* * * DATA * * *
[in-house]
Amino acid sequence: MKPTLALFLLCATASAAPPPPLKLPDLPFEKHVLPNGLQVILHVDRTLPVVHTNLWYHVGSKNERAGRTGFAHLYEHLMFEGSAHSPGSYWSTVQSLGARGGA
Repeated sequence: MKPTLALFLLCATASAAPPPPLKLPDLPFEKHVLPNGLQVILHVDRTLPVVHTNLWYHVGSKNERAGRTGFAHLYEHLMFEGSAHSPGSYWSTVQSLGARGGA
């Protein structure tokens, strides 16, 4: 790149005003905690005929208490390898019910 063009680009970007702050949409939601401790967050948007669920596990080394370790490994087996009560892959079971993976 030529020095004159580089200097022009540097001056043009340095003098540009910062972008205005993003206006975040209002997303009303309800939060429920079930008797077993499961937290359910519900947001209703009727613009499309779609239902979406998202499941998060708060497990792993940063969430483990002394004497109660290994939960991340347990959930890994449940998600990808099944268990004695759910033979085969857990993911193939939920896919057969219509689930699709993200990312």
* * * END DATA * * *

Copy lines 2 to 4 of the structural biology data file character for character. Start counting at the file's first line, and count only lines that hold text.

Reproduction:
Amino acid sequence: MKPTLALFLLCATASAAPPPPLKLPDLPFEKHVLPNGLQVILHVDRTLPVVHTNLWYHVGSKNERAGRTGFAHLYEHLMFEGSAHSPGSYWSTVQSLGARGGA
Repeated sequence: MKPTLALFLLCATASAAPPPPLKLPDLPFEKHVLPNGLQVILHVDRTLPVVHTNLWYHVGSKNERAGRTGFAHLYEHLMFEGSAHSPGSYWSTVQSLGARGGA
């Protein structure tokens, strides 16, 4: 790149005003905690005929208490390898019910 063009680009970007702050949409939601401790967050948007669920596990080394370790490994087996009560892959079971993976 030529020095004159580089200097022009540097001056043009340095003098540009910062972008205005993003206006975040209002997303009303309800939060429920079930008797077993499961937290359910519900947001209703009727613009499309779609239902979406998202499941998060708060497990792993940063969430483990002394004497109660290994939960991340347990959930890994449940998600990808099944268990004695759910033979085969857990993911193939939920896919057969219509689930699709993200990312």